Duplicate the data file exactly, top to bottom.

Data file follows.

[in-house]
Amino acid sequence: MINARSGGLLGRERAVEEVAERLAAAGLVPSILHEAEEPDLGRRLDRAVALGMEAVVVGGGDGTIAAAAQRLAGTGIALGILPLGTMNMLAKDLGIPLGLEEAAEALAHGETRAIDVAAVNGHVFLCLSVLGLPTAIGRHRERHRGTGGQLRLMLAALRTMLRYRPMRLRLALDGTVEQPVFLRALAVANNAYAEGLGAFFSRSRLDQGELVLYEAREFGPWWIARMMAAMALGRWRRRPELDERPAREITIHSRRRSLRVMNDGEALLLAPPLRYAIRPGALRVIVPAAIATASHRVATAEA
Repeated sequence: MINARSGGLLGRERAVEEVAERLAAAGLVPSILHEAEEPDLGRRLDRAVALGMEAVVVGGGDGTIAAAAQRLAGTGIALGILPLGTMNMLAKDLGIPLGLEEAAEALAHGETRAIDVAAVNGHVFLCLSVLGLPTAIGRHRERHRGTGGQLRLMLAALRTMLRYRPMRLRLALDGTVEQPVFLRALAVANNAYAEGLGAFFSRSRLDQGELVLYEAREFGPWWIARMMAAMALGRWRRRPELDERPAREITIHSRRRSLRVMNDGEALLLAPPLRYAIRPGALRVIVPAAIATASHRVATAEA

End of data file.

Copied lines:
[in-house]
Amino acid sequence: MINARSGGLLGRERAVEEVAERLAAAGLVPSILHEAEEPDLGRRLDRAVALGMEAVVVGGGDGTIAAAAQRLAGTGIALGILPLGTMNMLAKDLGIPLGLEEAAEALAHGETRAIDVAAVNGHVFLCLSVLGLPTAIGRHRERHRGTGGQLRLMLAALRTMLRYRPMRLRLALDGTVEQPVFLRALAVANNAYAEGLGAFFSRSRLDQGELVLYEAREFGPWWIARMMAAMALGRWRRRPELDERPAREITIHSRRRSLRVMNDGEALLLAPPLRYAIRPGALRVIVPAAIATASHRVATAEA
Repeated sequence: MINARSGGLLGRERAVEEVAERLAAAGLVPSILHEAEEPDLGRRLDRAVALGMEAVVVGGGDGTIAAAAQRLAGTGIALGILPLGTMNMLAKDLGIPLGLEEAAEALAHGETRAIDVAAVNGHVFLCLSVLGLPTAIGRHRERHRGTGGQLRLMLAALRTMLRYRPMRLRLALDGTVEQPVFLRALAVANNAYAEGLGAFFSRSRLDQGELVLYEAREFGPWWIARMMAAMALGRWRRRPELDERPAREITIHSRRRSLRVMNDGEALLLAPPLRYAIRPGALRVIVPAAIATASHRVATAEA